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  Clones Road
  Co. Monaghan, Ireland.



Radon is a naturally occurring radioactive gas that originates from the decay of uranium in rocks and soils. It is colourless, odourless and tasteless and can only be measured using special equipment. When radon surfaces in the open air, it is quickly diluted to harmless concentrations, but when it enters an enclosed space, such as a house or other building, it can sometimes accumulate to unacceptably high concentrations. Radon decays to form tiny radioactive particles, some of which remain suspended in the air. When inhaled into the lungs these particles give a radiation dose that may damage cells in the lung and eventually lead to lung cancer.

radonmaptakenfromorgansiationScale of the Radon Problem in Ireland

On the basis of a nationwide survey of radon in domestic dwellings, the RPII have estimated that there are some 91,000 houses in Ireland with Radon concentrations in excess of 200 Becquerels per cubic metre. This is the reference level above which the government recommends that householders should consider carrying out remediation measures. The RPII is an independent public body under the aegis of the Department of Environment, Heritage and Local Government. The RPII was established in 1992 under the 1991 Radiological Protection Act, which conferred on the RPII a broad remit in relation to radiological protection in Ireland.

The RPII have produced a map showing higher Radon areas around the country.

Preventative Measures

residential1Since July 1998, all new dwellings and long stay buildings are required to incorporate some degree of radon preventative measures at the time of construction in accordance with the revised Building Regulations. Inside buildings the air pressure tends to be lower than pressure levels outside. This is due to a combination of wind and temperature differences. The result is that radon soil gas and air are drawn into buildings through the many small gaps and cracks formed during, and after, construction, e.g. in solid floors and walls at ground level, through construction joints and around service pipes.

Radon is excluded from buildings using passive protection measures. Radon can also be removed using active protection. You should make provision for subfloor depressurisation by installing a radon sump/s and network of pipes during construction as highlighted in the Irish Building Regulations 1997- 2008 Technical Guidance Document C (Section 2).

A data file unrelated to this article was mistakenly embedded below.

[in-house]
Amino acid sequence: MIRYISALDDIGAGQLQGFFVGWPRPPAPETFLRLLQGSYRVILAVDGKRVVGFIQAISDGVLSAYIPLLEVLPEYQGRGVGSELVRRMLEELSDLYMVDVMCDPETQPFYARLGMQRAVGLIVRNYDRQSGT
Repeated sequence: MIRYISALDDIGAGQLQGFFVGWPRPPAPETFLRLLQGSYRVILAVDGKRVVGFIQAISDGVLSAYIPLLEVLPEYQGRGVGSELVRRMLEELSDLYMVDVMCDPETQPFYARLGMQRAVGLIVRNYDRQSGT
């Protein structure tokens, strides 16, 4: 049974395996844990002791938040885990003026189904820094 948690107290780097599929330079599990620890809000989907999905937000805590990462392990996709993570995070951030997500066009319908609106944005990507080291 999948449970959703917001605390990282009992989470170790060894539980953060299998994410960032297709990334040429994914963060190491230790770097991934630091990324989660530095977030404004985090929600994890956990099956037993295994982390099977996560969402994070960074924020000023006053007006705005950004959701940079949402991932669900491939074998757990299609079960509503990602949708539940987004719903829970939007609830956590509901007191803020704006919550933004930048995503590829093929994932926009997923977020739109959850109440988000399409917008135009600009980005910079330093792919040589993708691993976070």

Sub-floor depressurisation, also called sub-slab suction, is a most effective way of reducing radon levels should the need arise at any time over the lifecycle of a building. By installing a radon sump under a ground floor slab a void is provided from which radon can be drawn by use of an extractor fan; this lowers the sub-floor air pressure relative to that indoors. The radon gas is sucked from below the floor and vented by an external pipe to the air above the building. The radon is quickly diluted and will cause no further harm to health.

As radon levels are generally established when a building is completed and may alter over its lifecycle due to change of use e.g. the reduction of ventilation or the addition of extensions, the installation of a radon sump and pipework at construction stage is easy and inexpensive and a useful precaution even if never used.

Note: The radon sump and pipework do not provide any radon removal until a fan is fitted to an external vent pipe, and the system is activated.The Radon Sump provides the void under the ground floor slab from which radon soil gas can be extracted.A radon barrier effectively seals all three critical areas of ground-floors in buildings: - Walls, Floors & Penetrations (Service and Structural), thereby ensuring the necessary degree of separation between the interior spaces of a building and the underlying soil.

residential2Radon Resisting Membranes can be used in most common floor constructions. They are installed in a similar way to damp proof membranes, but with much greater attention to detailing and workmanship. These radon resisting membranes will also perform the same function as damp proof membranes.

To be fully effective, radon resisting membranes must bridge cavities in walls and in doing so should form a cavity tray. Where necessary narrow strips of membrane can be used to seal walls and cavities. All designed cavities must be properly closed.

Avoid creating slip planes in masonry walls – do not set a damp proof course in contact with a barrier. Consideration must be given to the positioning of a radon resisting membrane in relation to thermal insulation. The integrity of a radon resisting membrane must be maintained during installation. Radon Resisting Membranes are resistant to puncturing and tearing, but where damage occurs this must be repaired by covering with a second layer of membrane sealed to the original using sealant tape. A surface blinding of soft sand (50mm min. thickness), or geotextile, should be used to prevent puncture of the membrane during installation. A further protection over the membrane is afforded by using high density insulation (25Kg/m3).

For a free no obligation quotations to meet your requirements please contact us


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